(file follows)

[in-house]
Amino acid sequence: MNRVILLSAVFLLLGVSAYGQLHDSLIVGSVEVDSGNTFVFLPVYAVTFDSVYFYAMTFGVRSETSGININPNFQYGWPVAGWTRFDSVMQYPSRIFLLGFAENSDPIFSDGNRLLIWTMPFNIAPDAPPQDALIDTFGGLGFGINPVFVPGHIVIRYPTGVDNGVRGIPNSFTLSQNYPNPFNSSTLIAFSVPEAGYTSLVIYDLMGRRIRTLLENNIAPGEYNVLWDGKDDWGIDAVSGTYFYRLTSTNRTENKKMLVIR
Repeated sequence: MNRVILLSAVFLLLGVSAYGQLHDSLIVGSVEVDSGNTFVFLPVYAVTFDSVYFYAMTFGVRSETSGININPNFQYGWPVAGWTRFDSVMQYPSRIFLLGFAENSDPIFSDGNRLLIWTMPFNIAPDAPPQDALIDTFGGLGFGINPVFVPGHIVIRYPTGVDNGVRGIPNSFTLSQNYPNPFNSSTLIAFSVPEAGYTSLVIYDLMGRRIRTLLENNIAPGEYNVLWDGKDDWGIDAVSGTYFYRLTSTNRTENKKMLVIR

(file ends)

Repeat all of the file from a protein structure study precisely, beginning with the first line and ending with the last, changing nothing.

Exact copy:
[in-house]
Amino acid sequence: MNRVILLSAVFLLLGVSAYGQLHDSLIVGSVEVDSGNTFVFLPVYAVTFDSVYFYAMTFGVRSETSGININPNFQYGWPVAGWTRFDSVMQYPSRIFLLGFAENSDPIFSDGNRLLIWTMPFNIAPDAPPQDALIDTFGGLGFGINPVFVPGHIVIRYPTGVDNGVRGIPNSFTLSQNYPNPFNSSTLIAFSVPEAGYTSLVIYDLMGRRIRTLLENNIAPGEYNVLWDGKDDWGIDAVSGTYFYRLTSTNRTENKKMLVIR
Repeated sequence: MNRVILLSAVFLLLGVSAYGQLHDSLIVGSVEVDSGNTFVFLPVYAVTFDSVYFYAMTFGVRSETSGININPNFQYGWPVAGWTRFDSVMQYPSRIFLLGFAENSDPIFSDGNRLLIWTMPFNIAPDAPPQDALIDTFGGLGFGINPVFVPGHIVIRYPTGVDNGVRGIPNSFTLSQNYPNPFNSSTLIAFSVPEAGYTSLVIYDLMGRRIRTLLENNIAPGEYNVLWDGKDDWGIDAVSGTYFYRLTSTNRTENKKMLVIR